Loughman emphasizes the importance of Rembrandt’s prints in establishing his reputation. “Rembrandt is perhaps best known today for paintings such as The Night Watch, but during his lifetime engraving was what made his name. The fact that they are multiple and that they are more affordable than paintings, has made them more widely distributed. Even towards the end of his life, Rembrandt received two major painting commissions from Italian collectors based on his prints.
At the invitation of the Crawfords, poet and author Laura McKenna has facilitated a number of creative writing classes based on Rembrandt’s images. “I wasn’t very familiar with Rembrandt’s prints before,” says McKenna, whose first novel, Words to Shape My Name, was published by New Island this year.
“But it was wonderful to see them; they are quite surprising. In our lessons, we first used Rembrandt’s portraits as a way to look at these figures and consider what they might be thinking and feeling. And then we went to the gallery itself to look at the pictures up close.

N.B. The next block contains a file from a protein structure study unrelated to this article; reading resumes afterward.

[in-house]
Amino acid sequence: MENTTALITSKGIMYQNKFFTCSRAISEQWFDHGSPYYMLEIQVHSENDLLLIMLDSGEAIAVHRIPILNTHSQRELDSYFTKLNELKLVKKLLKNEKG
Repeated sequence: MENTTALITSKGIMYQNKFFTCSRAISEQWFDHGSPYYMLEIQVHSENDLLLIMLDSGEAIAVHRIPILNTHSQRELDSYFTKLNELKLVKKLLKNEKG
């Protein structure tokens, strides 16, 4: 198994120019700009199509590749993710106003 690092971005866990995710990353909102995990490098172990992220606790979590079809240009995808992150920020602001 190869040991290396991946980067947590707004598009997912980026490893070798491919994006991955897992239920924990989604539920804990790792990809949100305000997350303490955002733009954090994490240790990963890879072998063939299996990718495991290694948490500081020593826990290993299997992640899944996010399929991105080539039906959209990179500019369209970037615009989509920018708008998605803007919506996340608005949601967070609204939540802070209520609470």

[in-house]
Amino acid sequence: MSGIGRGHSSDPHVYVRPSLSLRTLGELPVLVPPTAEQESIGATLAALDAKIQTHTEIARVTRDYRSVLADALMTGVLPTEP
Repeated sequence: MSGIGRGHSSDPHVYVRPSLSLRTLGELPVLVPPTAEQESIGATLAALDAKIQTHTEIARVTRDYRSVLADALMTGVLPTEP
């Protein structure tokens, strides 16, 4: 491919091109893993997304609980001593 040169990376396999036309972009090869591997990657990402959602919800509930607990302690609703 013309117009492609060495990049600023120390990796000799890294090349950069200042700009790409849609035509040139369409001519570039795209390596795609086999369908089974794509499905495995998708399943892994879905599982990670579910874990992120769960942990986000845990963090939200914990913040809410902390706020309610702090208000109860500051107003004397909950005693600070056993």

“Coincidentally, someone recently gave me a magnifying glass, and it has further transformed my understanding of images. It’s hard to believe how much detail Rembrandt put into it, and throughout a process of scratching the lines by hand. Most of the people in our classes reacted to the pictures by writing poems rather than prose, which also seemed appropriate. “